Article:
Friday, September 17, 2010

Code of Silence

I recently received another rejection on my novel. It was the standard sort of rejection. "Your novel needs work. We are going to pass."

Angry that they didn't say more and curious as to what they thought needed work, I asked to do something I've never done before. I asked for specifics. My reasoning here was simple: if I don't know what was wrong I can't fix it.

They responded and told me what they thought was wrong. I won't bore you all with the details suffice to say it stung, worse than the original rejection. But I thought about it overnight and the next morning got to work on my revision.

As I worked, I realized the comments were correct. And then I got angry again because no one told me this before. Let me pause here to say that my novel has been read by several people, all of whom are suppose to be professionals in the publishing world. One of these people, I've come to realize really isn't very good at his job. But the rest of them should have given me some concrete feedback. They didn't and that just fuels my anger.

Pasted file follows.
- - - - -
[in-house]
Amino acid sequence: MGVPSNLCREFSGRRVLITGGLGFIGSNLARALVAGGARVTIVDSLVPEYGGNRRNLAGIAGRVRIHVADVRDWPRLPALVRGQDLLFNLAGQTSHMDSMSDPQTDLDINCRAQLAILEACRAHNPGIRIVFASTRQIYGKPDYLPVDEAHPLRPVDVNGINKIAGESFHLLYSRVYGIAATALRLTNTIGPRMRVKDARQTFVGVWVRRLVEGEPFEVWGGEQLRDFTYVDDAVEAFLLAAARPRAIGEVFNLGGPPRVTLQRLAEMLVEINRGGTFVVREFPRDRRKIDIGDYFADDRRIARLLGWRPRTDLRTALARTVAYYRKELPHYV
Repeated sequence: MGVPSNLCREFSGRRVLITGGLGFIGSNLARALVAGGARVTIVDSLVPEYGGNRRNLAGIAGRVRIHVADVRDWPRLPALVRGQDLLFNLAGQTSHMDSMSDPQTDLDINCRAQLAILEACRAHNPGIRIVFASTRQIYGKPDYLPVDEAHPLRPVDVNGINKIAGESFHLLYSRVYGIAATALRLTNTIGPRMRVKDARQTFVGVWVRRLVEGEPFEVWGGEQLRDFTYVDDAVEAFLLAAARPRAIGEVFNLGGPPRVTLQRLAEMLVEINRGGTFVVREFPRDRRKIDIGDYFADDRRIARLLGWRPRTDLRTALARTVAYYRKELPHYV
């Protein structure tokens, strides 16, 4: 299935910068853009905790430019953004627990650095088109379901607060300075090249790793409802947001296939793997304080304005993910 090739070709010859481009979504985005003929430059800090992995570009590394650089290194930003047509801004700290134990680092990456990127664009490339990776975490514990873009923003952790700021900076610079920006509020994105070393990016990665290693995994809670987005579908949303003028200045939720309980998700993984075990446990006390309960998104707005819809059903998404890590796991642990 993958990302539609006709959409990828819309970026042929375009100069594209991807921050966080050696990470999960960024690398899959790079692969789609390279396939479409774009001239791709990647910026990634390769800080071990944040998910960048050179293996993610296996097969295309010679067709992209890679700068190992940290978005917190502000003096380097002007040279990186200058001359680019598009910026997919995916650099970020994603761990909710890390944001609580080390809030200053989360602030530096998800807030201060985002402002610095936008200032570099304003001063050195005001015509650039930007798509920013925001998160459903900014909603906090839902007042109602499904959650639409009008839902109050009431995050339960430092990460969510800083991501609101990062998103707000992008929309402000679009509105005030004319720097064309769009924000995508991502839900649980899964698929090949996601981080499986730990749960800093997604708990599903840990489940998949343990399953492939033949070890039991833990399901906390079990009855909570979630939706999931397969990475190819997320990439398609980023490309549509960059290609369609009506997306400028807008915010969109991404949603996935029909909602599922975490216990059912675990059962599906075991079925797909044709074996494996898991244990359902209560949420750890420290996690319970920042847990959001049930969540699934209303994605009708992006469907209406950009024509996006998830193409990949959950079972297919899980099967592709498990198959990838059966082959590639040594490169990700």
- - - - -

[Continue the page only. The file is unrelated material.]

There appears to be a code of silence among publishers not to give writers the feedback they need to improve. We are suppose to guess or learn by osmosis or something.

It's ludicrous. I could have fixed my novel months ago if someone, any one, had spoken up. I know why they don't. They don't want to be responsible for crushing my dreams of publication. And I understand that. What they don't realize is that I've been writing for years and rule 1 in writing is you check the ego at the door. The critique is on the work not the person. If the writing is not working, then I need to know, I need feedback, to make it better. Vague replies like, "You novel needs work," are equivalent to not responding at all.

So I am now going to make it habit to ask what is wrong so I can improve my work because for the first time in a long while, it feels like the novel is finally on the right track.

Caution: If you decide to do the same, make sure you can handle the truth. I don't handle rejection well at all and it took me about a day to get past the hurt. And if truth be told, I nearly junked the entire novel and gave up.  What stopped me? My own stubbornness and a few good Facebook friends.  If your support system isn't there you might want to wait or have someone  else read your work. Someone who is tactful but honest. That way, you get the feedback you need and don't give up either.

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